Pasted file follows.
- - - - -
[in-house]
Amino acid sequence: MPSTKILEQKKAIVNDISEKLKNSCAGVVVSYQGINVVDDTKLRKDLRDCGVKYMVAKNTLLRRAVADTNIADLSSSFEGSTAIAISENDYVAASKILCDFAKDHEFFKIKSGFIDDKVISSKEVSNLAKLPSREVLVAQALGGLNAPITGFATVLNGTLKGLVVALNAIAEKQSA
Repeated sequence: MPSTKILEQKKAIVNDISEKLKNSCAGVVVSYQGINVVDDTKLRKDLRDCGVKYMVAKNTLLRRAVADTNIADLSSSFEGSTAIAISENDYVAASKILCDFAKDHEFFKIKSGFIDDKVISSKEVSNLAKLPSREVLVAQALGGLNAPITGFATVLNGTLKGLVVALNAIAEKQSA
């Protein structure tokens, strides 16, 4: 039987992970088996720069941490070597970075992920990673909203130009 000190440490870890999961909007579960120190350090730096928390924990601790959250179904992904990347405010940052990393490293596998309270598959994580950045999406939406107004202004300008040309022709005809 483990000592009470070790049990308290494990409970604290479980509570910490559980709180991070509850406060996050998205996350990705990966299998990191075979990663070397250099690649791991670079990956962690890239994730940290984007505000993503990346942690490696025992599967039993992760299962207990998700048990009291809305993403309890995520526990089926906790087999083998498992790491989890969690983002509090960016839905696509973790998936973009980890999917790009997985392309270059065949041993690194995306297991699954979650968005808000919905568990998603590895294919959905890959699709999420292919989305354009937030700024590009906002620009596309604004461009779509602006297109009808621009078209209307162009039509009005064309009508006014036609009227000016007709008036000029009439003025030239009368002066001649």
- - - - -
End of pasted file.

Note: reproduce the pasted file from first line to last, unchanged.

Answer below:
[in-house]
Amino acid sequence: MPSTKILEQKKAIVNDISEKLKNSCAGVVVSYQGINVVDDTKLRKDLRDCGVKYMVAKNTLLRRAVADTNIADLSSSFEGSTAIAISENDYVAASKILCDFAKDHEFFKIKSGFIDDKVISSKEVSNLAKLPSREVLVAQALGGLNAPITGFATVLNGTLKGLVVALNAIAEKQSA
Repeated sequence: MPSTKILEQKKAIVNDISEKLKNSCAGVVVSYQGINVVDDTKLRKDLRDCGVKYMVAKNTLLRRAVADTNIADLSSSFEGSTAIAISENDYVAASKILCDFAKDHEFFKIKSGFIDDKVISSKEVSNLAKLPSREVLVAQALGGLNAPITGFATVLNGTLKGLVVALNAIAEKQSA
């Protein structure tokens, strides 16, 4: 039987992970088996720069941490070597970075992920990673909203130009 000190440490870890999961909007579960120190350090730096928390924990601790959250179904992904990347405010940052990393490293596998309270598959994580950045999406939406107004202004300008040309022709005809 483990000592009470070790049990308290494990409970604290479980509570910490559980709180991070509850406060996050998205996350990705990966299998990191075979990663070397250099690649791991670079990956962690890239994730940290984007505000993503990346942690490696025992599967039993992760299962207990998700048990009291809305993403309890995520526990089926906790087999083998498992790491989890969690983002509090960016839905696509973790998936973009980890999917790009997985392309270059065949041993690194995306297991699954979650968005808000919905568990998603590895294919959905890959699709999420292919989305354009937030700024590009906002620009596309604004461009779509602006297109009808621009078209209307162009039509009005064309009508006014036609009227000016007709008036000029009439003025030239009368002066001649």